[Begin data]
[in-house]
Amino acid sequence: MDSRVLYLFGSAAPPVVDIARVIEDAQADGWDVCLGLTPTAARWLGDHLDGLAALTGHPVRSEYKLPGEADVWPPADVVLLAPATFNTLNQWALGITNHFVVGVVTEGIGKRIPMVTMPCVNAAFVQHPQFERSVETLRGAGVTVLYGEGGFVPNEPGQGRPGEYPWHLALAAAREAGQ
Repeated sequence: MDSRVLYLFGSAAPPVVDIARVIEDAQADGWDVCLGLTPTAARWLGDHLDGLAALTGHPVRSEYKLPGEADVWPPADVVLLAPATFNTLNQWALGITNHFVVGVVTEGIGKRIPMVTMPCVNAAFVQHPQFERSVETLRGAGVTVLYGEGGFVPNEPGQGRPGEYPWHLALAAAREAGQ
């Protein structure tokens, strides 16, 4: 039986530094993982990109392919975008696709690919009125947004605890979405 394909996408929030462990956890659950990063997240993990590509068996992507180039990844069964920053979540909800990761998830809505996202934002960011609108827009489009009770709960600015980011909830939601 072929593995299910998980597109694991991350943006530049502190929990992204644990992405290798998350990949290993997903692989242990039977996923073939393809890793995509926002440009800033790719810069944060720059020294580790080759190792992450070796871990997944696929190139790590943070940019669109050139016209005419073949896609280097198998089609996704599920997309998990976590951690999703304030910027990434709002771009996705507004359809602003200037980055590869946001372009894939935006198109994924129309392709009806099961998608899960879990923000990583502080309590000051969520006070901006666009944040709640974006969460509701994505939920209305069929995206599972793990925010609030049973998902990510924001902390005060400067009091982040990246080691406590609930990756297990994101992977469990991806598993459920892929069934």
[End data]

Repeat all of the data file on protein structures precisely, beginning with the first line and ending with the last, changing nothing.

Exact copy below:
[in-house]
Amino acid sequence: MDSRVLYLFGSAAPPVVDIARVIEDAQADGWDVCLGLTPTAARWLGDHLDGLAALTGHPVRSEYKLPGEADVWPPADVVLLAPATFNTLNQWALGITNHFVVGVVTEGIGKRIPMVTMPCVNAAFVQHPQFERSVETLRGAGVTVLYGEGGFVPNEPGQGRPGEYPWHLALAAAREAGQ
Repeated sequence: MDSRVLYLFGSAAPPVVDIARVIEDAQADGWDVCLGLTPTAARWLGDHLDGLAALTGHPVRSEYKLPGEADVWPPADVVLLAPATFNTLNQWALGITNHFVVGVVTEGIGKRIPMVTMPCVNAAFVQHPQFERSVETLRGAGVTVLYGEGGFVPNEPGQGRPGEYPWHLALAAAREAGQ
């Protein structure tokens, strides 16, 4: 039986530094993982990109392919975008696709690919009125947004605890979405 394909996408929030462990956890659950990063997240993990590509068996992507180039990844069964920053979540909800990761998830809505996202934002960011609108827009489009009770709960600015980011909830939601 072929593995299910998980597109694991991350943006530049502190929990992204644990992405290798998350990949290993997903692989242990039977996923073939393809890793995509926002440009800033790719810069944060720059020294580790080759190792992450070796871990997944696929190139790590943070940019669109050139016209005419073949896609280097198998089609996704599920997309998990976590951690999703304030910027990434709002771009996705507004359809602003200037980055590869946001372009894939935006198109994924129309392709009806099961998608899960879990923000990583502080309590000051969520006070901006666009944040709640974006969460509701994505939920209305069929995206599972793990925010609030049973998902990510924001902390005060400067009091982040990246080691406590609930990756297990994101992977469990991806598993459920892929069934």